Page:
The difference between the first and second weighing will be the weight of the seeds used. Determine the fraction of seeds used by comparing the initial and final weight, then multiply by the total number of seeds in the unopened package. The result will be the total number of seeds used.

Take that number and divide by the number of feet sowed. Then multiply by the germination rate to get to the number of expected plants per foot.

“Then observe,” Gagnon said, “to see if your actual results correlate to what you calculated.”

Row spacing is a critical factor in the success of carrot (and all vegetable) production. “At times I tried to maximize rows per bed,” Gagnon said. “In the humid Mid-Atlantic that didn’t do well – the crop was too crowded. A biointensive approach will work better in the early spring or late fall.”

Germination is an especially relevant factor for carrots, as they are, Gagnon noted, “notoriously challenging to germinate.” You want to plant carrot seeds at quarter-inch depth in spring and half-inch depth in summer.

“Soak the seeds as soon as you plant,” Gagnon said. Then cover the bed, either with row cover for 10 to 14 days in spring or white plastic for six days in summer.

Use sprinklers only for germination – after that, use drip irrigation. “Consistent water is needed for good root development,” Gagnon said.

When it comes to crop rotation, don’t grow carrots on carrots. “Carrots are light feeders,” Gagnon said, “so I plant them behind heavy feeders like brassicas, nightshades, cucurbits or onions.” It’s also best to plant carrots after a crop which had been well-weeded.

“I used to not plan,” Gagnon said. “Once I thought of carrots as being part of a larger rotation my success drastically improved – especially with regards to weeds.”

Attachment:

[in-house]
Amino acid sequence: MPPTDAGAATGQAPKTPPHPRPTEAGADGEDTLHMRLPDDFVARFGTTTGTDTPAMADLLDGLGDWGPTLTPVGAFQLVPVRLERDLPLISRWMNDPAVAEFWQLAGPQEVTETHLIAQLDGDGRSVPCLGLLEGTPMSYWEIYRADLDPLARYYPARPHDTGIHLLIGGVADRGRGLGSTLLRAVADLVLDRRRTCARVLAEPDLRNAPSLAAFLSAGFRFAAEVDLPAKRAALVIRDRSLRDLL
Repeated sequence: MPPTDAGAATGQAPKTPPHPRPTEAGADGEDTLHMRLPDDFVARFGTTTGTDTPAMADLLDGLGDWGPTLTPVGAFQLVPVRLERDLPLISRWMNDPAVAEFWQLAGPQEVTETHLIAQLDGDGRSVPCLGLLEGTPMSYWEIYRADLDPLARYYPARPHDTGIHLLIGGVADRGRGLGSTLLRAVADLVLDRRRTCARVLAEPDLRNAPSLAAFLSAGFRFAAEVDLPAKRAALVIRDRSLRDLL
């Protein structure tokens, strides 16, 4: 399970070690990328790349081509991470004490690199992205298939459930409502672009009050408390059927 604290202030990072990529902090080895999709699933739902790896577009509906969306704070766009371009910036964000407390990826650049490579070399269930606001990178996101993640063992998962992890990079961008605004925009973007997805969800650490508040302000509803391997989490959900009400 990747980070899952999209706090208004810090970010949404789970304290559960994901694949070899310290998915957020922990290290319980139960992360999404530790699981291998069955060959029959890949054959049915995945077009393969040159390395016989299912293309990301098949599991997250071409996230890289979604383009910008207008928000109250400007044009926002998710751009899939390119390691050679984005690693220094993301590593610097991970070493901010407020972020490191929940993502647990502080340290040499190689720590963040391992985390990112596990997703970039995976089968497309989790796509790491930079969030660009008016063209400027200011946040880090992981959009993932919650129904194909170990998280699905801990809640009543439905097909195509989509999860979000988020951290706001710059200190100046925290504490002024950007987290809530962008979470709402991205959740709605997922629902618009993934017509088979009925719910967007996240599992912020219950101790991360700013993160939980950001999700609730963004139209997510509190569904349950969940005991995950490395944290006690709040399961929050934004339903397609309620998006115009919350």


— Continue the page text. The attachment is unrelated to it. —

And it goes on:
Broadfork Farm has developed a number of strategies for controlling weeds in carrots. First is that focus on reducing the weed population of the previous crop. Second is no-till. Third is application of compost to the soil surface. Finally, by covering the beds during germination it encourages weeds to emerge as well – but when the cover is removed the weeds tend to be leggy and either die off in direct sunlight or are easy to remove.

Two weeks after emergence, use a wheel hoe to cultivate, Gagnon advised.

Succession planting can be addressed in multiple ways. You can plant the same variety every two to three weeks, or you can plant different varieties at the same time with different maturities and different characteristics.

For spring planting, the team at Broadfork likes to get the bed prep done in early winter. Then they’ll plant on March 15, April 1 and April 15, covering the beds with row cover for 14 days. Those carrots will be ready to harvest in the June/July time period.

Carrots are a hard crop to grow in summer but if you want a supply of them in summer you can grow extra in spring and store them to distribute during the hotter months.

Broadfork sows carrots again on Aug. 1 and 15. Those carrots will be harvested October through December.

For autumn seeding of carrots, Gagnon uses Spinosad to control army worms. The carrots they sow in September (they plant twice that month, just like in August) are harvest-ready January through March. “Those carrots taste the best,” Gagnon said.

Using high tunnels will permit growers in the Mid-Atlantic to grow carrots over winter.

For more information on growing carrots or other specialty crops, check with your local Extension agent.

by Karl H. Kazaks